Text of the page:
Jan 10, 2024Keep an Eye Out for Aphids (2024)
With the days getting longer and temperatures gradually warming, aphids are likely to become more abundant. Experience has also shown that aphid population growth begins to increase significantly once the weather warms in January. Our local weather forecast suggests that temperatures will be in the upper 60’s with moderate nighttime lows in the mid-40’s for the next two weeks. Assuming the weather service is correct, these conditions may be ideal for aphid population growth. Aphid population growth in the desert produce is optimal at average temperatures of 55-60 °F. Similarly, with the rainfall we experienced in late December, I would keep an eye out for aphid pressure to start picking up on your lettuce, celery, spinach and cole crops. Previous research has shown us that aphids tend to be more abundant during warm, wet winters. Note: Rain has been forecasted for this week.
Aphid flights are ahead of schedule compared to the past few seasons (see graph below). Trap captures of winged aphids peaked last week and were particularly heavy in the North Gila and Yuma Valleys. There have been several reports of green peach aphids showing up in both conventional and organic produce in the past several weeks, and at the Yuma Ag center, green peach aphids are beginning to colonize small plants and we should be starting efficacy trials soon. Be on the lookout for lettuce aphids too; we’ve confirmed reports of small colonies on lettuce in Wellton in November, and in the Gila Valley this week. Consequently, PCAs should be extra vigilant in scouting for aphid colonies. If a field has been treated with imidacloprid at planting, then chances are you are in pretty good shape on young produce. However, imidacloprid doesn’t last all season. Regardless of whether you find green peach, or lettuce aphid the key to effective aphid management with foliar insecticide is to initiate sprays at the time apterous (wingless) aphids begin to colonize. The action threshold is the presence of aphid colonies on 5-10% of plants sampled. Of course, this requires diligent scouting and sampling. On older lettuce, make sure you thoroughly examine developing heads/hearts. Fortunately, PCAs have many alternatives for aphid control. So, keep your eyes open for new aphid colonies and treat early to keep ahead of the populations.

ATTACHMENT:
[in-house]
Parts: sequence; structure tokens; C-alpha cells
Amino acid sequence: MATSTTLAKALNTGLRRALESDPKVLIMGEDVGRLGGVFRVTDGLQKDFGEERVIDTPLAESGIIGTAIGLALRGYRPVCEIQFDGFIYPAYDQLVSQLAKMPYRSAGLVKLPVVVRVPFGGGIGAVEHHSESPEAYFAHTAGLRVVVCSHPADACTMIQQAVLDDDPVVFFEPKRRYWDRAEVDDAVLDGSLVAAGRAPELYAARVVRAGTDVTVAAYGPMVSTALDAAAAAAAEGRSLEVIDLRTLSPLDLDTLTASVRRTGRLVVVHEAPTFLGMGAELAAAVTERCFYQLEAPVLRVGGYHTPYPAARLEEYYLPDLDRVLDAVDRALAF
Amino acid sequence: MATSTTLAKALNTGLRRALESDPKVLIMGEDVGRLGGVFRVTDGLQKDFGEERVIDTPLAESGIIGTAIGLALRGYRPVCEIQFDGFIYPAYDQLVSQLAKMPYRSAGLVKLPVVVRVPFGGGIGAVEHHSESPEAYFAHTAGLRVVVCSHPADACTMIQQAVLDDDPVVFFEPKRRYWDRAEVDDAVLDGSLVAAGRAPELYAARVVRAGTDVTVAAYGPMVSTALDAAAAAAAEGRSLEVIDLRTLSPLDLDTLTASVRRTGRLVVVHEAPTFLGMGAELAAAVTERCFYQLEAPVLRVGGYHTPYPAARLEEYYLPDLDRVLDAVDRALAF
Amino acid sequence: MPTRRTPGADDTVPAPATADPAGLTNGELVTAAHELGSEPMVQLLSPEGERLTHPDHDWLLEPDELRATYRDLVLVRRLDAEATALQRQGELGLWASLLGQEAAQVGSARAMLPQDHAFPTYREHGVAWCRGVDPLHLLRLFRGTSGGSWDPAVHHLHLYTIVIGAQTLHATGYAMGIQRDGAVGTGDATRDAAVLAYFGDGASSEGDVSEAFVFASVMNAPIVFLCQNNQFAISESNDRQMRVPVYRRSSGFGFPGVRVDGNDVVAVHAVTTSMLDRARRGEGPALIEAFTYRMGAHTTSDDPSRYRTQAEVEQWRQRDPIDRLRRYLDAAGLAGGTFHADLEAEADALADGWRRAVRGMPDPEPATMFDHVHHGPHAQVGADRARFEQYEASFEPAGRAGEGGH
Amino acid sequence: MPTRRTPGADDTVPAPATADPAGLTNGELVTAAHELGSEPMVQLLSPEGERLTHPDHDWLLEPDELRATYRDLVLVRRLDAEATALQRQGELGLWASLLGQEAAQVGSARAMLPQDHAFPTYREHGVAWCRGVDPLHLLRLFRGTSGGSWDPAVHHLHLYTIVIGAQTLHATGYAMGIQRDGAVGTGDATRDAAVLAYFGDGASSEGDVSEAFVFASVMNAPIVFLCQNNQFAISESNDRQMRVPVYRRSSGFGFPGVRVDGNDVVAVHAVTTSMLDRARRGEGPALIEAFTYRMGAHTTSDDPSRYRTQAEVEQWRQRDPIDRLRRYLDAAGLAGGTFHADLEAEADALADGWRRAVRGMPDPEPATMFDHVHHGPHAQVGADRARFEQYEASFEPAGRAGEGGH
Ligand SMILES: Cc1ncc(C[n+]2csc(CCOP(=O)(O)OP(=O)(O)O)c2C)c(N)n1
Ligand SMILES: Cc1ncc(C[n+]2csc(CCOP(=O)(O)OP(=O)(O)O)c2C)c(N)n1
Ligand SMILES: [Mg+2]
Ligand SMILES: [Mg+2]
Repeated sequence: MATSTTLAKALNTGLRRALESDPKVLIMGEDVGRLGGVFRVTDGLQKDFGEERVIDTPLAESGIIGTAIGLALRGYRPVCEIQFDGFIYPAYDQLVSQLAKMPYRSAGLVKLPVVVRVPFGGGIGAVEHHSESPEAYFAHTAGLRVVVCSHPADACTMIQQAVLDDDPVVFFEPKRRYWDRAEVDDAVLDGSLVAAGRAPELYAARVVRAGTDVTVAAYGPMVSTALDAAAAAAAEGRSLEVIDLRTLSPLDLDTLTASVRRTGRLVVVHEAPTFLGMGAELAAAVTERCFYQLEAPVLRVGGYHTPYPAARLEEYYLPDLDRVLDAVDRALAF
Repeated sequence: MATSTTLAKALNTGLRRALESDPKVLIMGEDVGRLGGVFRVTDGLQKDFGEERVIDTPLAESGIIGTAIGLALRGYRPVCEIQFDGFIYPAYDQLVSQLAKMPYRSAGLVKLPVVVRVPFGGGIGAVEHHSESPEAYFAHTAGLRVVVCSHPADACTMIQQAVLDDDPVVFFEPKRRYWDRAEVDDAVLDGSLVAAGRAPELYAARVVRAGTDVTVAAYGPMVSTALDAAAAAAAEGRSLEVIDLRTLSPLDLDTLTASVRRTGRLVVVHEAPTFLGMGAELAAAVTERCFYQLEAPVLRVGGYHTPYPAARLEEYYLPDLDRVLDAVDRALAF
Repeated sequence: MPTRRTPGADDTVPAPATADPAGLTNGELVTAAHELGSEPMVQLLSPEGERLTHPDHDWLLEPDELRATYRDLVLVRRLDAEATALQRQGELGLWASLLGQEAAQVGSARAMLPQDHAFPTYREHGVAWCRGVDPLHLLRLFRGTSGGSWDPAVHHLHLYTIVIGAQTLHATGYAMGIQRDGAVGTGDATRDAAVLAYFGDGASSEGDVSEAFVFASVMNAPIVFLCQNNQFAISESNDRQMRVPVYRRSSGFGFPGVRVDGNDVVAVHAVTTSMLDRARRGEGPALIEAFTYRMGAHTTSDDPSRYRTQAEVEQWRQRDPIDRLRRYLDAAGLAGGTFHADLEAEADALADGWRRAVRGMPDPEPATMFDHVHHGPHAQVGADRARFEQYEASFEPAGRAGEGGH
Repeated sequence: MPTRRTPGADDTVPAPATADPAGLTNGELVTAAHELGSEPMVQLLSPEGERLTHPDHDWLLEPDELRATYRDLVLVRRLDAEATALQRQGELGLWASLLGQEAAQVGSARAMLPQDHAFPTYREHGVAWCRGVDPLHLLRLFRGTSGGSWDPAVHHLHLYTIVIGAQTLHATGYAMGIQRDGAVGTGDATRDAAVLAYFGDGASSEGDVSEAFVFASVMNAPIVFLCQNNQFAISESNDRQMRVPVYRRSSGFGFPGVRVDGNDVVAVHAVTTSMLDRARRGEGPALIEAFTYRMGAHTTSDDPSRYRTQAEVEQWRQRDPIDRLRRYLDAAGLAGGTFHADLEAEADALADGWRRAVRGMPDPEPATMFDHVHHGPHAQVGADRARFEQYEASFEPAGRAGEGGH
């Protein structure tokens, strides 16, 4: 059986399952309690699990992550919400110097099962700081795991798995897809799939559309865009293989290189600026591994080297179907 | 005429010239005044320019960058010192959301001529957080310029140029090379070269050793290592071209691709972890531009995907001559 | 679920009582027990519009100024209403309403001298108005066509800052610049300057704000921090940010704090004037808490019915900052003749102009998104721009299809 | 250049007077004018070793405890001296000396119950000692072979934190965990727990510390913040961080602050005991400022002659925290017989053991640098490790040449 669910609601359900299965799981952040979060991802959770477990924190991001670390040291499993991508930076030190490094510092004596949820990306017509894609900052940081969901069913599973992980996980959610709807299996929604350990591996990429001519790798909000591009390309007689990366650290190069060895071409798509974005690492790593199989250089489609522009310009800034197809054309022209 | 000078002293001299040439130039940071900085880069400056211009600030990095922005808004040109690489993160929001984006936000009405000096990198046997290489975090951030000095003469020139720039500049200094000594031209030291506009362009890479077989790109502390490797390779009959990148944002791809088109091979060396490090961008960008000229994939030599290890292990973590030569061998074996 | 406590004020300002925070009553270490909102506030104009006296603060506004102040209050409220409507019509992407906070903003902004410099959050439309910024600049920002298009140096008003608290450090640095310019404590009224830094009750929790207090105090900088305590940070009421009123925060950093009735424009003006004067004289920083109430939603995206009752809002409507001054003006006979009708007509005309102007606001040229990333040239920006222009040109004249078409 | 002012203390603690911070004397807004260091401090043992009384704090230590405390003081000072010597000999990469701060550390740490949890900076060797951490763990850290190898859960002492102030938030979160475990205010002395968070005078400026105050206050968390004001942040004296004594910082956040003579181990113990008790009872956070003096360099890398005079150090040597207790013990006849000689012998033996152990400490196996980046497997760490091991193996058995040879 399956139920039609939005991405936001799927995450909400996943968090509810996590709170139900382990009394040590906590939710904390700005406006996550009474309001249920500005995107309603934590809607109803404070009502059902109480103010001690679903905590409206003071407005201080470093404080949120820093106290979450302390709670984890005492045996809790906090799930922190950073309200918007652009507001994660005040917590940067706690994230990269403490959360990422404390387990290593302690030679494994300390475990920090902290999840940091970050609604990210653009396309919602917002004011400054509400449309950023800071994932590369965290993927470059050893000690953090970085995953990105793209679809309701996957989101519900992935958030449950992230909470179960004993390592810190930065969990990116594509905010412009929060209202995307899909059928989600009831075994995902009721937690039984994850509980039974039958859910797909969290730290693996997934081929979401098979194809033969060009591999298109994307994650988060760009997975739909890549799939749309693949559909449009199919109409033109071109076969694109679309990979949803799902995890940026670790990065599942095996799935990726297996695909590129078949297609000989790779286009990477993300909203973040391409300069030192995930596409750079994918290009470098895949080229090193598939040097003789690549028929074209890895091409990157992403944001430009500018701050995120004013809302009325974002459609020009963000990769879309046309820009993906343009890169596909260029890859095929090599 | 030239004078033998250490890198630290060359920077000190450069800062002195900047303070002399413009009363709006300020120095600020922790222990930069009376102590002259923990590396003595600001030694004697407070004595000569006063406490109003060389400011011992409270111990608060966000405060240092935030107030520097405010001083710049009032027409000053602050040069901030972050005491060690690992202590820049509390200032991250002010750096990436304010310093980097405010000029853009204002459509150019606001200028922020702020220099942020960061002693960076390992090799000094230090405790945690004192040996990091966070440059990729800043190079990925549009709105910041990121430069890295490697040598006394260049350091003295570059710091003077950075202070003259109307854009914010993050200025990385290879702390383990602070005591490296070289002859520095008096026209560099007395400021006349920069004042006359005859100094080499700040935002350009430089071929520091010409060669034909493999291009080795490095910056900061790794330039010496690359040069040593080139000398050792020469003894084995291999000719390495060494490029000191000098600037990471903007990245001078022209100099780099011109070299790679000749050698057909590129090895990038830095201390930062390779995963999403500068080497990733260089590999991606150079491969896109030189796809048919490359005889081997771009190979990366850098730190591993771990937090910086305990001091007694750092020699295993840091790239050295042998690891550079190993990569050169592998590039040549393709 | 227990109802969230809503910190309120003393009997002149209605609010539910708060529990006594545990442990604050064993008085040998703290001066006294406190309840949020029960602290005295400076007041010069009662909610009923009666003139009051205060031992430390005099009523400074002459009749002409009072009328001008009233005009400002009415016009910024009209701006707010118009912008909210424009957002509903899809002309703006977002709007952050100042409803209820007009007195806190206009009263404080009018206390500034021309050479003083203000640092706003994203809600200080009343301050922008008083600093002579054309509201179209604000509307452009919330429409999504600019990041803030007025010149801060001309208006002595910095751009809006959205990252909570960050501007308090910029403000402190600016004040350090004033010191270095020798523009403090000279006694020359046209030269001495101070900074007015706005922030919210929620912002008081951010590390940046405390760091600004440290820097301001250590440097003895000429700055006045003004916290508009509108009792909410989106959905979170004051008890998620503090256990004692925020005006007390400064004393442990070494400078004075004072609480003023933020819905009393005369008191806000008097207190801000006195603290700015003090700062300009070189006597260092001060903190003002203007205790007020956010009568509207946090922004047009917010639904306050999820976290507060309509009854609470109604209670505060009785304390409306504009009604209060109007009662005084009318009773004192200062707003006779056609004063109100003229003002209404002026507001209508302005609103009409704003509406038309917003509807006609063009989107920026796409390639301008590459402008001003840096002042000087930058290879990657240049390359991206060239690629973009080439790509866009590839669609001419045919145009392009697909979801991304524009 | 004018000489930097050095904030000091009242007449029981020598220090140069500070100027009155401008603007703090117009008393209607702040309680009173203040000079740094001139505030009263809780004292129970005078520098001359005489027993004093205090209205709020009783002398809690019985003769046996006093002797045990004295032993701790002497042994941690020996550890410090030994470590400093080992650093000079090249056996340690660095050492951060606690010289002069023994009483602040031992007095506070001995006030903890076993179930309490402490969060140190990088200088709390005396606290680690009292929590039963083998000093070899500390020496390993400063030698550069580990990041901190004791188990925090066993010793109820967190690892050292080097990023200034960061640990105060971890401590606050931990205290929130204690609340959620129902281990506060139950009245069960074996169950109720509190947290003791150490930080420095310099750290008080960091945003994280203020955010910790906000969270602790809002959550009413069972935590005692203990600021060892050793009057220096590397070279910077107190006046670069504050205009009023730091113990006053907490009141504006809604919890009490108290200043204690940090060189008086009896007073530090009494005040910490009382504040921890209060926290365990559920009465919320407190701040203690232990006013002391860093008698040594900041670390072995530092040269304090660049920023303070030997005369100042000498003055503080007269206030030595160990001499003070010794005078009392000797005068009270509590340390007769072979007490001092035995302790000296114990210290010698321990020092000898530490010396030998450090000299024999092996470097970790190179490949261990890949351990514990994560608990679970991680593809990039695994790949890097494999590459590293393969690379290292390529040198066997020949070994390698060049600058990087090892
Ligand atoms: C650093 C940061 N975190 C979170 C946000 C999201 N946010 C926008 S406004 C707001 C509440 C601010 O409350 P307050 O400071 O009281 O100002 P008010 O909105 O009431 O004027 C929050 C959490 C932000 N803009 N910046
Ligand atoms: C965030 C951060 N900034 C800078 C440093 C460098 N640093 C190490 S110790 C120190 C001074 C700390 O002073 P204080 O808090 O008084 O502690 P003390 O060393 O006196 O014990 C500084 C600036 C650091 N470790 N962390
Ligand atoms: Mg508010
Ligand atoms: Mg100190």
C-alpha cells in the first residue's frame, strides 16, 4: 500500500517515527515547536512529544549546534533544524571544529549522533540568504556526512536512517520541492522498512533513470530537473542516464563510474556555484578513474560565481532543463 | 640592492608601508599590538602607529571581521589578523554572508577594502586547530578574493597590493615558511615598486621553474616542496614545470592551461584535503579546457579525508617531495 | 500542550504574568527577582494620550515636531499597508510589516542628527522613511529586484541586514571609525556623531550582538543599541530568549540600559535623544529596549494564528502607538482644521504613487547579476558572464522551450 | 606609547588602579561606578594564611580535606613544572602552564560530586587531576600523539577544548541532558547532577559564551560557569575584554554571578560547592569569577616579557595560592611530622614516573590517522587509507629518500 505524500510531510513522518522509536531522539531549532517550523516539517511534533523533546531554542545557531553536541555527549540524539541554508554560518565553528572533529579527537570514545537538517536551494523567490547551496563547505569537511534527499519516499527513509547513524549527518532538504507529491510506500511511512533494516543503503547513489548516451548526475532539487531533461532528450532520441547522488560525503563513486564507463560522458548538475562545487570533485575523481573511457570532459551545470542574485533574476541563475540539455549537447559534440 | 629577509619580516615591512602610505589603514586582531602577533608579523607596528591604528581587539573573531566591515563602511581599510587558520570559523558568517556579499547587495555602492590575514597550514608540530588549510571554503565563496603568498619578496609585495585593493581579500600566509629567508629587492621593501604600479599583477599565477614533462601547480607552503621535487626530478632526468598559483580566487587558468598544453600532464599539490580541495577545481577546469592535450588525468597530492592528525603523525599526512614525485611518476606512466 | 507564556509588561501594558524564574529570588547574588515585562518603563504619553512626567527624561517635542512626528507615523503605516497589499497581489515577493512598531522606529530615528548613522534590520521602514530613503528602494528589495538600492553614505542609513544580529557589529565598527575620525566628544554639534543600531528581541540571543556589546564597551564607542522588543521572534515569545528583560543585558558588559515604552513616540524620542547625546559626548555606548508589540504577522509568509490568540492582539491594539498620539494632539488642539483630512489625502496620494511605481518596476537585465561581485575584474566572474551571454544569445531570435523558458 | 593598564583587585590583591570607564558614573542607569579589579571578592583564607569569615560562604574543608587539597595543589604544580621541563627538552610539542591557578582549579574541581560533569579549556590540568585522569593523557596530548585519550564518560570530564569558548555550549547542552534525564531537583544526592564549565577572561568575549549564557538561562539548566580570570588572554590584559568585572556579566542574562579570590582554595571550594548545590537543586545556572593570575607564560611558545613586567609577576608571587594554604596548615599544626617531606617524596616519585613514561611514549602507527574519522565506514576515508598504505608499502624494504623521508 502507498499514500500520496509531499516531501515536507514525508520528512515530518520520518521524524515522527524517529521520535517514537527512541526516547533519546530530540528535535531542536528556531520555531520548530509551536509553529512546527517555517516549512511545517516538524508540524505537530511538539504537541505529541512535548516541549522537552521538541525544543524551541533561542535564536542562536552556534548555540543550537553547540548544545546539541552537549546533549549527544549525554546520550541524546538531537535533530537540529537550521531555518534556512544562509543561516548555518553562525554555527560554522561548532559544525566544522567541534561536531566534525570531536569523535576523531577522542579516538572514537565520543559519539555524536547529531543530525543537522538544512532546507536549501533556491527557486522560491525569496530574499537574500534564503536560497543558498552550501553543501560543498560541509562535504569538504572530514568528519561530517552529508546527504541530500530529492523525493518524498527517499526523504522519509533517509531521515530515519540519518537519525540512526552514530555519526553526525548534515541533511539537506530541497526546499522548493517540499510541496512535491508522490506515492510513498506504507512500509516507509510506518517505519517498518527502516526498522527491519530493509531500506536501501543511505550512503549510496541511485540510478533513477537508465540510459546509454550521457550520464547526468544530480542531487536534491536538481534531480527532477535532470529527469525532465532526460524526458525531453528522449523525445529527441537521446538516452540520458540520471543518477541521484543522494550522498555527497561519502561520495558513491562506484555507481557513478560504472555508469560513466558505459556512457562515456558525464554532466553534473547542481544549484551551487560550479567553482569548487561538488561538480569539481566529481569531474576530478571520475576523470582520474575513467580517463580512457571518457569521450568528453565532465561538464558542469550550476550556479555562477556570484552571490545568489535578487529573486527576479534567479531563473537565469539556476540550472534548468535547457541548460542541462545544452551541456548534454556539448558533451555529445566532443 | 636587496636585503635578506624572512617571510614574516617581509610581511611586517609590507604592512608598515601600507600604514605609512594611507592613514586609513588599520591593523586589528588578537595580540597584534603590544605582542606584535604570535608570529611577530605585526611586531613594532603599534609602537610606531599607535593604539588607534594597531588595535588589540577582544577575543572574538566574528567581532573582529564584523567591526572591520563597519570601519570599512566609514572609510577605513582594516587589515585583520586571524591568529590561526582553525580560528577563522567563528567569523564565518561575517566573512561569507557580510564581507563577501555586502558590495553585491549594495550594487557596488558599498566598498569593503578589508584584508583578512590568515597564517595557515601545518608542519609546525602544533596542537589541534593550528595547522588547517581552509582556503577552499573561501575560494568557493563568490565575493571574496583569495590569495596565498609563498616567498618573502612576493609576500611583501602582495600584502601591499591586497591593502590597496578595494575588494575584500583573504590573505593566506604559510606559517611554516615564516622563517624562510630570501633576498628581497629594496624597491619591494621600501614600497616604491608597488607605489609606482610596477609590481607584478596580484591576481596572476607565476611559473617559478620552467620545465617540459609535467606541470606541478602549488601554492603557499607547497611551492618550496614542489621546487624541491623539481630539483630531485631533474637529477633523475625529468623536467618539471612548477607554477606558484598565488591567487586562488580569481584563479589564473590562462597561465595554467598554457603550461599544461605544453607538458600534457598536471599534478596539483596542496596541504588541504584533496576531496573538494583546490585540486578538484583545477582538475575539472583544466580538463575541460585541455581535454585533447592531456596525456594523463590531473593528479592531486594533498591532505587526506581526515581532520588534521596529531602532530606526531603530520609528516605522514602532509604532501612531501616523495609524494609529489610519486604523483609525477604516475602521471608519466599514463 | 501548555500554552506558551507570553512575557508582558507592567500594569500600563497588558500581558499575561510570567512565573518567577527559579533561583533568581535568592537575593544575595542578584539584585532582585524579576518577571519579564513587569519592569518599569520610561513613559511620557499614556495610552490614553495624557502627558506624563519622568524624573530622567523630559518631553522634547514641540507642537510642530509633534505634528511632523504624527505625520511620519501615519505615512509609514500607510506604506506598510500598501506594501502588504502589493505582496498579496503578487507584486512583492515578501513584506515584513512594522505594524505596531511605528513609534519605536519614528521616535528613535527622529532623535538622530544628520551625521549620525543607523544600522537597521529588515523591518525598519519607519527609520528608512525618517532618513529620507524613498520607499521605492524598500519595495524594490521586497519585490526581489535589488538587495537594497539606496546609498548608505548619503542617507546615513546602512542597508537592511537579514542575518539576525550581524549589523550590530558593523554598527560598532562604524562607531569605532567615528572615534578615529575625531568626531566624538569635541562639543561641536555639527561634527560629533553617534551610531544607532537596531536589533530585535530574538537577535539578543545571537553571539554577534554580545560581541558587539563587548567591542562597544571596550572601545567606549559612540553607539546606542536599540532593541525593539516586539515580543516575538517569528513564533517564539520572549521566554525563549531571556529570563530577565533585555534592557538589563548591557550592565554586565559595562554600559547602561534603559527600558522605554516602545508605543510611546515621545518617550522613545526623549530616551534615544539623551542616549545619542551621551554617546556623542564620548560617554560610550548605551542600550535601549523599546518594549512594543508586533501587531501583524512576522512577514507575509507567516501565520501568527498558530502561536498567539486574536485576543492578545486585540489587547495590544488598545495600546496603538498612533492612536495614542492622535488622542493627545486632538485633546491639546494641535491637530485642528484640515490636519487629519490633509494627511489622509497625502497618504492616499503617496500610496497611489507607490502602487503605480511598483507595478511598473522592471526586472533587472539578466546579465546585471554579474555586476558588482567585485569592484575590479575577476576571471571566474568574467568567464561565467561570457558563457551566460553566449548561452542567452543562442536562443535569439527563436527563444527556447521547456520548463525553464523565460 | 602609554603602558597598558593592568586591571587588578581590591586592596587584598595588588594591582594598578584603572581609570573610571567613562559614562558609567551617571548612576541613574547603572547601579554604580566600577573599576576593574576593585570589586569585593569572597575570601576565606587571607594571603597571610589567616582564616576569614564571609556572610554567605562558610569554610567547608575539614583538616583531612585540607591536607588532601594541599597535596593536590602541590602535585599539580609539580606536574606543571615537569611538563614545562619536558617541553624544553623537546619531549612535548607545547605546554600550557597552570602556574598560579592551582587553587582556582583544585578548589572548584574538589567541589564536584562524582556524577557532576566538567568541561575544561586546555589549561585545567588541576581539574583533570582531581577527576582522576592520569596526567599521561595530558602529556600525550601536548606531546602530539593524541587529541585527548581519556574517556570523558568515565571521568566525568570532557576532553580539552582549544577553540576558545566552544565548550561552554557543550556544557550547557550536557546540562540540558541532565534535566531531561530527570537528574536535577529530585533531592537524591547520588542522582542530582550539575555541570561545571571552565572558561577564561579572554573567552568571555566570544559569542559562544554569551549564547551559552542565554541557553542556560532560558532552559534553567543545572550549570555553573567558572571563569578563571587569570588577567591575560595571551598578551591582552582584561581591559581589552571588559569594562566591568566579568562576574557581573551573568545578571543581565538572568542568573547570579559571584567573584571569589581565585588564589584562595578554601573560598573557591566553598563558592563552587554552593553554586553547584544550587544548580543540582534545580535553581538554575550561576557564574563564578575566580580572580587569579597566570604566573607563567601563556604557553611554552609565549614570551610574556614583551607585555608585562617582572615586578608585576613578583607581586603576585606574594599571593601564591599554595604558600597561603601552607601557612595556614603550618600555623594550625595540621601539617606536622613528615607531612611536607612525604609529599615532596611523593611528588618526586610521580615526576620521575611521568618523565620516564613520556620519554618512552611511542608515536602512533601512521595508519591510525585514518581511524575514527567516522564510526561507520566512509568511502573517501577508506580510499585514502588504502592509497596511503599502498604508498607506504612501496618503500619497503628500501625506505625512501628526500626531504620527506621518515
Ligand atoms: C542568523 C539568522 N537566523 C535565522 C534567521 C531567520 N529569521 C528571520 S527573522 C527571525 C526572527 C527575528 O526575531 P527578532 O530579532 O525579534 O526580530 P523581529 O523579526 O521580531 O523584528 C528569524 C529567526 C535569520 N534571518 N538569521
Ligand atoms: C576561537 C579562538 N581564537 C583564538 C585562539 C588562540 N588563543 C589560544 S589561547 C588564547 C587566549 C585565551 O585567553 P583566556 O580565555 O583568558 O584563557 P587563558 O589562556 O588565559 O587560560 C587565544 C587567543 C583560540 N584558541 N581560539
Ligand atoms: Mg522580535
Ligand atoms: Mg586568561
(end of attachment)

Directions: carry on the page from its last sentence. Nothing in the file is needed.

For more information on aphid management visit these sites:To contact John Palumbo go to: jpalumbo@ag.Arizona.edu